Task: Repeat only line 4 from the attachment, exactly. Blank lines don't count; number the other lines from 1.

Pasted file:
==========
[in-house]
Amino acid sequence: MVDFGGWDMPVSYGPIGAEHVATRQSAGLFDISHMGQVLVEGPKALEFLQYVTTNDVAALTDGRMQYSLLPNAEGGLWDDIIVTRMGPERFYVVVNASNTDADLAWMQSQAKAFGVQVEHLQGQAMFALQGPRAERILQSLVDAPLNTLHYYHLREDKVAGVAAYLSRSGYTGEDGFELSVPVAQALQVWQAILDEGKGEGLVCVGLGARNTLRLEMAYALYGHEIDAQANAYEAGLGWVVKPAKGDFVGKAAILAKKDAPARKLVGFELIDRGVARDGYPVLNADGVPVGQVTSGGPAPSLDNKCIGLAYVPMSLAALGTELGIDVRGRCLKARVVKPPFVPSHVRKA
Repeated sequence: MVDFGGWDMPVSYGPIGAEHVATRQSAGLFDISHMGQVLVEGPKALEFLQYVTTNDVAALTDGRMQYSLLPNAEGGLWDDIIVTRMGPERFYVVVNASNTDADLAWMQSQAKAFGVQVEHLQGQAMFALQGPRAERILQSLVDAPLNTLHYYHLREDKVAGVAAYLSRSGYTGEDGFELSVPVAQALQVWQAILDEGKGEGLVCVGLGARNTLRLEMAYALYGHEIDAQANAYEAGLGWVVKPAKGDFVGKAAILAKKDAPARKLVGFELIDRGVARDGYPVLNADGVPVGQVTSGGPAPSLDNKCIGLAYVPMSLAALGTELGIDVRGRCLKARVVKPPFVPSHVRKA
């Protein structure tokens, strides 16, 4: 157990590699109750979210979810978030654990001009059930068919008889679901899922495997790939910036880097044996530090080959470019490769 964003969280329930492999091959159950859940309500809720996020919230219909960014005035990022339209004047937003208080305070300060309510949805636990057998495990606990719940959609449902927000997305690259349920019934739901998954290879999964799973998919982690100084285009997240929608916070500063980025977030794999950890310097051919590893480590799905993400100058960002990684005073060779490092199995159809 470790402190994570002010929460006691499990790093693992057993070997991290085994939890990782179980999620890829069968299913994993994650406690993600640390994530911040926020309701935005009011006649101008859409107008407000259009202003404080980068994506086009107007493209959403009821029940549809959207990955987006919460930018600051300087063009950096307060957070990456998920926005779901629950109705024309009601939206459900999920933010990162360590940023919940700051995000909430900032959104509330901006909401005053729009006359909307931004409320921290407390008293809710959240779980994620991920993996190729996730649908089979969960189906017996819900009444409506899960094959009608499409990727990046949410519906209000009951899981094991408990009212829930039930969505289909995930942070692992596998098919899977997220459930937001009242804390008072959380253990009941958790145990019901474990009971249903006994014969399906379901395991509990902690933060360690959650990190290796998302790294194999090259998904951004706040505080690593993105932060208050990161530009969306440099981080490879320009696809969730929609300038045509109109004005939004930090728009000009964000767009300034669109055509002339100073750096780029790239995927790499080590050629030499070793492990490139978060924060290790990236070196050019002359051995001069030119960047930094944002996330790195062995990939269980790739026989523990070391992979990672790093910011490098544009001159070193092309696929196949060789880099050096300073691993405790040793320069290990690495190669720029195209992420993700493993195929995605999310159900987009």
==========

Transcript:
């Protein structure tokens, strides 16, 4: 157990590699109750979210979810978030654990001009059930068919008889679901899922495997790939910036880097044996530090080959470019490769 964003969280329930492999091959159950859940309500809720996020919230219909960014005035990022339209004047937003208080305070300060309510949805636990057998495990606990719940959609449902927000997305690259349920019934739901998954290879999964799973998919982690100084285009997240929608916070500063980025977030794999950890310097051919590893480590799905993400100058960002990684005073060779490092199995159809 470790402190994570002010929460006691499990790093693992057993070997991290085994939890990782179980999620890829069968299913994993994650406690993600640390994530911040926020309701935005009011006649101008859409107008407000259009202003404080980068994506086009107007493209959403009821029940549809959207990955987006919460930018600051300087063009950096307060957070990456998920926005779901629950109705024309009601939206459900999920933010990162360590940023919940700051995000909430900032959104509330901006909401005053729009006359909307931004409320921290407390008293809710959240779980994620991920993996190729996730649908089979969960189906017996819900009444409506899960094959009608499409990727990046949410519906209000009951899981094991408990009212829930039930969505289909995930942070692992596998098919899977997220459930937001009242804390008072959380253990009941958790145990019901474990009971249903006994014969399906379901395991509990902690933060360690959650990190290796998302790294194999090259998904951004706040505080690593993105932060208050990161530009969306440099981080490879320009696809969730929609300038045509109109004005939004930090728009000009964000767009300034669109055509002339100073750096780029790239995927790499080590050629030499070793492990490139978060924060290790990236070196050019002359051995001069030119960047930094944002996330790195062995990939269980790739026989523990070391992979990672790093910011490098544009001159070193092309696929196949060789880099050096300073691993405790040793320069290990690495190669720029195209992420993700493993195929995605999310159900987009």